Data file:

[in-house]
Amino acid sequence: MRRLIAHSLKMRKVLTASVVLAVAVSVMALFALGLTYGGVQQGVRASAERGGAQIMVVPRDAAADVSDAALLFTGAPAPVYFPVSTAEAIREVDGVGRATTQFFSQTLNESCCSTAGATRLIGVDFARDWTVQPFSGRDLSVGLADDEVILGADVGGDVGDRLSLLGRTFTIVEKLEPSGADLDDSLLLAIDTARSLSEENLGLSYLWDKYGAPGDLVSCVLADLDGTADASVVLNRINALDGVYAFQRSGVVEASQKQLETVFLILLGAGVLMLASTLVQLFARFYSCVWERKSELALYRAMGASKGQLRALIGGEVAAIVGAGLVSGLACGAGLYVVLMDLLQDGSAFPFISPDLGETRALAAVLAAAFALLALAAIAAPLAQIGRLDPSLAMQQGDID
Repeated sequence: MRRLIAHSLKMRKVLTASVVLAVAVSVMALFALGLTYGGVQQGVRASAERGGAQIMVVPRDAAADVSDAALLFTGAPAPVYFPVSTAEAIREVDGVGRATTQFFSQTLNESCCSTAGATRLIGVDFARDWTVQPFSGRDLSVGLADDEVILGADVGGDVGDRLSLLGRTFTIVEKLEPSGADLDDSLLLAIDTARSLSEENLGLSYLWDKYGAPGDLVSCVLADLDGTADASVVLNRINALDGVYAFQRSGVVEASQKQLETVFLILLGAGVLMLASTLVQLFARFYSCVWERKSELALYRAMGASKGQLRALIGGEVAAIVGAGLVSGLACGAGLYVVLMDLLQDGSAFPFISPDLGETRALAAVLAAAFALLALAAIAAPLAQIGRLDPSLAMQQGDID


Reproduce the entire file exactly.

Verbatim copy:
[in-house]
Amino acid sequence: MRRLIAHSLKMRKVLTASVVLAVAVSVMALFALGLTYGGVQQGVRASAERGGAQIMVVPRDAAADVSDAALLFTGAPAPVYFPVSTAEAIREVDGVGRATTQFFSQTLNESCCSTAGATRLIGVDFARDWTVQPFSGRDLSVGLADDEVILGADVGGDVGDRLSLLGRTFTIVEKLEPSGADLDDSLLLAIDTARSLSEENLGLSYLWDKYGAPGDLVSCVLADLDGTADASVVLNRINALDGVYAFQRSGVVEASQKQLETVFLILLGAGVLMLASTLVQLFARFYSCVWERKSELALYRAMGASKGQLRALIGGEVAAIVGAGLVSGLACGAGLYVVLMDLLQDGSAFPFISPDLGETRALAAVLAAAFALLALAAIAAPLAQIGRLDPSLAMQQGDID
Repeated sequence: MRRLIAHSLKMRKVLTASVVLAVAVSVMALFALGLTYGGVQQGVRASAERGGAQIMVVPRDAAADVSDAALLFTGAPAPVYFPVSTAEAIREVDGVGRATTQFFSQTLNESCCSTAGATRLIGVDFARDWTVQPFSGRDLSVGLADDEVILGADVGGDVGDRLSLLGRTFTIVEKLEPSGADLDDSLLLAIDTARSLSEENLGLSYLWDKYGAPGDLVSCVLADLDGTADASVVLNRINALDGVYAFQRSGVVEASQKQLETVFLILLGAGVLMLASTLVQLFARFYSCVWERKSELALYRAMGASKGQLRALIGGEVAAIVGAGLVSGLACGAGLYVVLMDLLQDGSAFPFISPDLGETRALAAVLAAAFALLALAAIAAPLAQIGRLDPSLAMQQGDID